Could be soundtracked. From my earliest memories, music has always been a vital element in my life. Throughout my childhood, music was pivotal in providing escape from my reality, as pivotal as reading was.
Writer. Folk musician. Teacher.
My dream jobs.
Whilst I have started to learn to play many instruments, I am not a natural musician and whilst my singing voice won’t make your ears bleed, it also won’t make your soul sing lol.
Until recently, music also framed my drive to work and fueled my imagination. Anxiety – meh. Robbing your life of all that you know. However, it’s absence is temporary.
My childhood years were dominated by The Seekers, Dusty Springfield, Elvis, Cher, Abba, The Beatles and Nana Mouskari. Obviously, my dad’s records were all I had access to. But it didn’t matter.
Moving into adolescence, I was consumed by the radio and the Top 40. Enter Pseudo Echo, Kids in the Kitchen, Cindy Lauper, Uncanny X-Men, Spandau Ballet, Bananarama, Madonna, Prince, Michael Jackson, David Bowie and Wham. Yep, enough said.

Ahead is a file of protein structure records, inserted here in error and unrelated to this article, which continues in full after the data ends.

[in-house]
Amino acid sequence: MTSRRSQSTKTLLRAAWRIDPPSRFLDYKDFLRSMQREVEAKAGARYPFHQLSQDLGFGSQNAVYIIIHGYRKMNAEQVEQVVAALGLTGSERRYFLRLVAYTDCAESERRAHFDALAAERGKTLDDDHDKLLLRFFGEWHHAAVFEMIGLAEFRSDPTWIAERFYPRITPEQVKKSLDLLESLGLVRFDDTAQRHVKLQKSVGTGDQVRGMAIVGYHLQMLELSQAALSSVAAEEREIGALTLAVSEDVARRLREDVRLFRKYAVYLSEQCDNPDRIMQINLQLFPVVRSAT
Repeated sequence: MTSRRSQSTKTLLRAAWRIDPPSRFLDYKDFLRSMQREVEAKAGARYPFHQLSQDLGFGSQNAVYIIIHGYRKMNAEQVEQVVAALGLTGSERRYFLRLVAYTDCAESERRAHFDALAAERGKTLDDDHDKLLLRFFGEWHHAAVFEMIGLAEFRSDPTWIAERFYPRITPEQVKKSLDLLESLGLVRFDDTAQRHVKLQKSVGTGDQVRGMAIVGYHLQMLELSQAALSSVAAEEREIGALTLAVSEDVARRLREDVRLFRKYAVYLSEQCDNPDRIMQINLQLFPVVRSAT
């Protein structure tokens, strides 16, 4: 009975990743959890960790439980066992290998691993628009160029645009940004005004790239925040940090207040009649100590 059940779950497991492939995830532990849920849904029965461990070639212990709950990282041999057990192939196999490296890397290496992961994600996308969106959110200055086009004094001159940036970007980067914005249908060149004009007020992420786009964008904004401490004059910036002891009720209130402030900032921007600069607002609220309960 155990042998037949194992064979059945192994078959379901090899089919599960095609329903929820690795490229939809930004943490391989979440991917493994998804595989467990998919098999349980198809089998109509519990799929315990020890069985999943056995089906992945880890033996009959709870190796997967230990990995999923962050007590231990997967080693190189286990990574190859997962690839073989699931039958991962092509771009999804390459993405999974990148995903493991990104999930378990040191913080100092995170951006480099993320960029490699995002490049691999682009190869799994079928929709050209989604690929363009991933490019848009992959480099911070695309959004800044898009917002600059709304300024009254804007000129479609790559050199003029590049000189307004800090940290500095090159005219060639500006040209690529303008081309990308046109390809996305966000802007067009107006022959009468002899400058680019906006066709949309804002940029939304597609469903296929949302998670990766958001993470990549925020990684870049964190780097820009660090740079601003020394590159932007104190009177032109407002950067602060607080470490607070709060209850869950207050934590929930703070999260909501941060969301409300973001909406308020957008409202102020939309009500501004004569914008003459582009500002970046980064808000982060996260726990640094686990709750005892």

The nineties and grunge. To this day, Pearl Jam are still my favourite. That will never change. Pearl Jam incited my activism, my writing, my teaching, my spirituality. Pearl Jam has sustained and supported me for well over twenty years now (thank you Andrew). And then there was Nirvana, Faith No More, Rage Against The Machine, and anything else alternative. It was during this time that I also caught up to Cold Chisel, Midnight Oil and Queen.
I love musicals. I have always loved musicals. They have been constant. A combination of story and music – nothing better in this world.
But as time passes, my musical heroes are retiring or dying. The deaths of both Bowie and more recently, Prince, this year highlight the passage of time. We are all dying. The one guarantee that we have from the moment that we are born is that we shall also die. Our mortality is what makes us human.
I am sure that every generation feels a nostalgia for their childhoods and time gone past.
I wonder though, if this generation will be able to reflect on their childhoods with similar nostalgia. I’m not so sure that their musical idols will offer the lasting legacy that my childhood has.
Music is one area, of many, that epitomise for me, the growing reality of Orwell’s proles. We are raising a generation that lacks depth and the ability to look beyond. And our musical heroes are dying.